Confusing system is strongly pro-tenant
Rent: Can landlord and tenant freely agree rents in Denmark?
There are five different forms of rent control in Denmark; the system is very complex.
The system is based on the idea that landlords must not be allowed to profit from renters. Landlords are only allowed to pass on costs, property taxes excepted, incurred in the day-to-day operation of the property, and a prescribed charge to cover maintenance costs. They can also pass on a capital charge, which can vary between 7% and 14%, with properties built after 1963 getting higher amounts.
However the capital charge is calculated on the basis of the value of the house in 1973 - with no allowance for inflation.
Rents on dwellings constructed after 1991 are exempt from rent control.
If the rent is substantially different to that for comparable tenure in the same residential area, both the landlord and the tenant are entitled to ask the Rent Tribunal for the rent to be adjusted.
Properties of less than seven dwellings are covered by different rules relating to the "value of the rented property," but the result is much the same. If the Rent Tribunal fails, cases can go to a special division of the Country Courts called the Housing Courts (boligretter).
The system is confusing. "It is not possible for lay people to properly calculate the maximum rent applicable to a particular tenancy,' notes the EUI report on Danish Landlord and Tenant law. "This is the cause of many legal disputes, which must be resolved by the judicial system."
A demand for a rent increase by a landlord must be made in writing sent three months prior to the date of effectivity. The notice has to state the reasons for increase and remind the tenant that he/she may raise an objection to the notice. The increased rent should not significantly exceed similar rents.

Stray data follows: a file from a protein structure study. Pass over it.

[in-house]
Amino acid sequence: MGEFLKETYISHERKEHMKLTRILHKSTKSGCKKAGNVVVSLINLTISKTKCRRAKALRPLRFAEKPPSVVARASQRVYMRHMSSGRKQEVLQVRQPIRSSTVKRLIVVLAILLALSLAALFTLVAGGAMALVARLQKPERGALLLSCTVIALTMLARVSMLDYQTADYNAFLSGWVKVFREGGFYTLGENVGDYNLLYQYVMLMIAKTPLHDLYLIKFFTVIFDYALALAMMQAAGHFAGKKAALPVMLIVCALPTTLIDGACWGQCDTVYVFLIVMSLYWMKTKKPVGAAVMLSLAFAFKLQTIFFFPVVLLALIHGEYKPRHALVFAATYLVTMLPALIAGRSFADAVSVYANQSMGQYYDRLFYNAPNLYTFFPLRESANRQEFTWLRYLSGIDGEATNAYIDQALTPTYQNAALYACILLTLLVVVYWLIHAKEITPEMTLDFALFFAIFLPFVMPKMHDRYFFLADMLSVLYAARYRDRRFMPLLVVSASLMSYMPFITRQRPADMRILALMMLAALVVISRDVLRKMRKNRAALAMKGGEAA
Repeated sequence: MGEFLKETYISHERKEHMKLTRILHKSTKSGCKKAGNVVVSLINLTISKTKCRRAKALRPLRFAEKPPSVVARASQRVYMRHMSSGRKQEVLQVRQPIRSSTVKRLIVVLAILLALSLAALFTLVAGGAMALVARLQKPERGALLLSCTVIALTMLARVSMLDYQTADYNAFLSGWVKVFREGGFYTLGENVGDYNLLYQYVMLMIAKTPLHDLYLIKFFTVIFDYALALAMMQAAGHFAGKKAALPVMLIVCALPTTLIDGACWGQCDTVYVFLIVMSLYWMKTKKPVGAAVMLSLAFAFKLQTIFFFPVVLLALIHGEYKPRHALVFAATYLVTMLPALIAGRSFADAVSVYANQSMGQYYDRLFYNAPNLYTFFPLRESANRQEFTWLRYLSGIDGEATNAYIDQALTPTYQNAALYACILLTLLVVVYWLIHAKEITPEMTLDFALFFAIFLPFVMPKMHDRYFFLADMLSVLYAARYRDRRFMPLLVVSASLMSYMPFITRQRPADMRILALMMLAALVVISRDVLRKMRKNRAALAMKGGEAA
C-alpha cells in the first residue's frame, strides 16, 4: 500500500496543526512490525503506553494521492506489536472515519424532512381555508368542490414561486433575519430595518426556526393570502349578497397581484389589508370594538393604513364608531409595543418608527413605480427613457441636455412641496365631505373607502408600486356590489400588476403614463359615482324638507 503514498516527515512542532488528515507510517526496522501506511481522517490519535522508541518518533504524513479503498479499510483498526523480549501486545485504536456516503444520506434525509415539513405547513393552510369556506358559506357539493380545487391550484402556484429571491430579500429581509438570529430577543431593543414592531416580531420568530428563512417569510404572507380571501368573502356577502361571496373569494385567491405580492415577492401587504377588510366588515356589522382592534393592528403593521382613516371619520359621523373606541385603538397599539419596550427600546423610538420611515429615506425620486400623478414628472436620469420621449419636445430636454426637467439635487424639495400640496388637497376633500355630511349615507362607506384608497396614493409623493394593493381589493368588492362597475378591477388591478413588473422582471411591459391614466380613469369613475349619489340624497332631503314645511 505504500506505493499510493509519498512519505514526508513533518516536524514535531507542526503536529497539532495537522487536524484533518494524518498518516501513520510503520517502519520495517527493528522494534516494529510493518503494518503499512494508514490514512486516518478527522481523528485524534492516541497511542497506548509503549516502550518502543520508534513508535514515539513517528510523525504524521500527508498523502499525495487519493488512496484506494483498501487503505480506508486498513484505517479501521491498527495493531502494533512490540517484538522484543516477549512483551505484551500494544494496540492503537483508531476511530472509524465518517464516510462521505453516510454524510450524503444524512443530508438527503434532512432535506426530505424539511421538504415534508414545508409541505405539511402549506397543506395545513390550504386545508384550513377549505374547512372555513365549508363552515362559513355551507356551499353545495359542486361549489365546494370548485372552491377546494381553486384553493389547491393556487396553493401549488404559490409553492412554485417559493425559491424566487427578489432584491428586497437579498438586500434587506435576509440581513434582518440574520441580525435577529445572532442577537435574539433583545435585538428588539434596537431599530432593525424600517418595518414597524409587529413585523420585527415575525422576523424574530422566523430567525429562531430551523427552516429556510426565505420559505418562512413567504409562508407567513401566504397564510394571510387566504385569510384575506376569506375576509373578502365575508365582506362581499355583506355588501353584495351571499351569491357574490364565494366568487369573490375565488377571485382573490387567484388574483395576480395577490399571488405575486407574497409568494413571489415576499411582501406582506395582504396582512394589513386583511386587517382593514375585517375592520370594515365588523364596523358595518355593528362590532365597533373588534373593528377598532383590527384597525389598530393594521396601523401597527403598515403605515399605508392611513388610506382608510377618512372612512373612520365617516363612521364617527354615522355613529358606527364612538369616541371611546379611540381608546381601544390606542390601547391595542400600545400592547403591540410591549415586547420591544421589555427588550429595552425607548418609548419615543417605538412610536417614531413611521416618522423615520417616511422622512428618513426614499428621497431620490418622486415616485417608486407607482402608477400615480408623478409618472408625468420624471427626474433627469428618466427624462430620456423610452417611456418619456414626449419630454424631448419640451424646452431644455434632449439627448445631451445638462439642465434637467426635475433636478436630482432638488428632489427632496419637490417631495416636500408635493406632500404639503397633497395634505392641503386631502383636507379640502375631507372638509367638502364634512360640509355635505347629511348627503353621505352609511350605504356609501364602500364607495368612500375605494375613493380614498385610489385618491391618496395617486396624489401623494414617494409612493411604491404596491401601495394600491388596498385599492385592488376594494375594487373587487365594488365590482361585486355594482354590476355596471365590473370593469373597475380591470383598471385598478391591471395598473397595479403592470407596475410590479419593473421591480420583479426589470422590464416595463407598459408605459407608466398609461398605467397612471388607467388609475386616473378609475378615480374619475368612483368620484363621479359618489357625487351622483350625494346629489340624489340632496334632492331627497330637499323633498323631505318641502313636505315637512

What rights do landlords and tenants have in Denmark, especially as to duration of contract, and eviction?
Tenancy agreements can be for a limited or unlimited period.
With Limited Tenancies, neither party can give notice to terminate the contract, unless otherwise agreed. But even so, there are instances where the tenant can get this time limit overruled, if the court (Boligretter) concludes that the limit included is "more burdensome than the terms of contracts for similar tenancies". Note that if a time limit has been overruled, the tenancy become one of unlimited duration.
Unlimited Tenancy Contracts can be terminated by the tenant at three months notice. The landlord however can only give notice under conditions specified in the Private Housing Act:
- The property is to be occupied by the landlord
- Or he intends to renovate or demolish the property
- Or if the tenant has seriously disturbed domestic peace
- Or if substantial reasons makes it an urgent matter for the landlord to be released from the contract.
Immediate termination of a tenancy contract, regardless of the nature of the agreement, is allowed only when one of the parties has committed a fundamental breach of contract, e.g. if the tenant fails to pays the rent on time and has not reacted to a notice sent by the landlord.
A contract may not include an indexation clause. The next best option is to agree on an increase by fixed amount, over a fixed period, on agreed dates.
A tenant in Denmark has the right (provided by law) to sub-let, at a maximum, half the rooms of the property unless sub-letting would make the number of persons greater than the number of rooms in the property.
The Ministry of Social Affairs issues standard contracts for private rented properties. It is permissible not to use it, but inadvisable.
Landlords may ask for deposits not exceeding three months rent.
EVICTION FOR NON-PAYMENT OF RENT
|Duration until completion of service of process||20|
|Duration of trial||120|
|Duration of enforcement||25|
|Total Days to Evict Tenant||225|
|Courts: The Lex Mundi Project|
How effective is the Danish legal system?
The legal system is not particularly speedy, as is suggested by the accompanying Lex Mundi table.
Recent changes in Danish landlord and tenant law
Landlord-tenant relations are guided by the Contracts Act, the Private Housing Act and the Temporary Private Housing Act. The Rent Control Act is relevant to the fixing of rent. It is up to each individual council to determine whether or not the Act is to be applied in its district. Districts covering 85% of the total stock of rented dwellings, i.e., almost all urban districts, have adopted the Rent Control Act.